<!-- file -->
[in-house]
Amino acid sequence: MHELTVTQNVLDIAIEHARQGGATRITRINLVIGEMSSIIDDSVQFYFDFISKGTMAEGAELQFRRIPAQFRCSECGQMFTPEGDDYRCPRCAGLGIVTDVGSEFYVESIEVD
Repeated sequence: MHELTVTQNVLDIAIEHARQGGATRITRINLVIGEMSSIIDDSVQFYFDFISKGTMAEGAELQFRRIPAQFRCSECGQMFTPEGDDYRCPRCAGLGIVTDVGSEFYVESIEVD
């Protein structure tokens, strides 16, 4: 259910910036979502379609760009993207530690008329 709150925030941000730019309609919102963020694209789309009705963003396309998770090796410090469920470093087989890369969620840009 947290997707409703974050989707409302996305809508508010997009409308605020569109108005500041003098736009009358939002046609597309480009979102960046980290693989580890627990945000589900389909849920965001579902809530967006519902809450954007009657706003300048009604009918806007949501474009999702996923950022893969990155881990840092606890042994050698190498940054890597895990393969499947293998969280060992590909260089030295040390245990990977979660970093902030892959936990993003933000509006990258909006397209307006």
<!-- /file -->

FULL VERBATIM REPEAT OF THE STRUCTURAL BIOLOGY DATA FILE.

[in-house]
Amino acid sequence: MHELTVTQNVLDIAIEHARQGGATRITRINLVIGEMSSIIDDSVQFYFDFISKGTMAEGAELQFRRIPAQFRCSECGQMFTPEGDDYRCPRCAGLGIVTDVGSEFYVESIEVD
Repeated sequence: MHELTVTQNVLDIAIEHARQGGATRITRINLVIGEMSSIIDDSVQFYFDFISKGTMAEGAELQFRRIPAQFRCSECGQMFTPEGDDYRCPRCAGLGIVTDVGSEFYVESIEVD
């Protein structure tokens, strides 16, 4: 259910910036979502379609760009993207530690008329 709150925030941000730019309609919102963020694209789309009705963003396309998770090796410090469920470093087989890369969620840009 947290997707409703974050989707409302996305809508508010997009409308605020569109108005500041003098736009009358939002046609597309480009979102960046980290693989580890627990945000589900389909849920965001579902809530967006519902809450954007009657706003300048009604009918806007949501474009999702996923950022893969990155881990840092606890042994050698190498940054890597895990393969499947293998969280060992590909260089030295040390245990990977979660970093902030892959936990993003933000509006990258909006397209307006």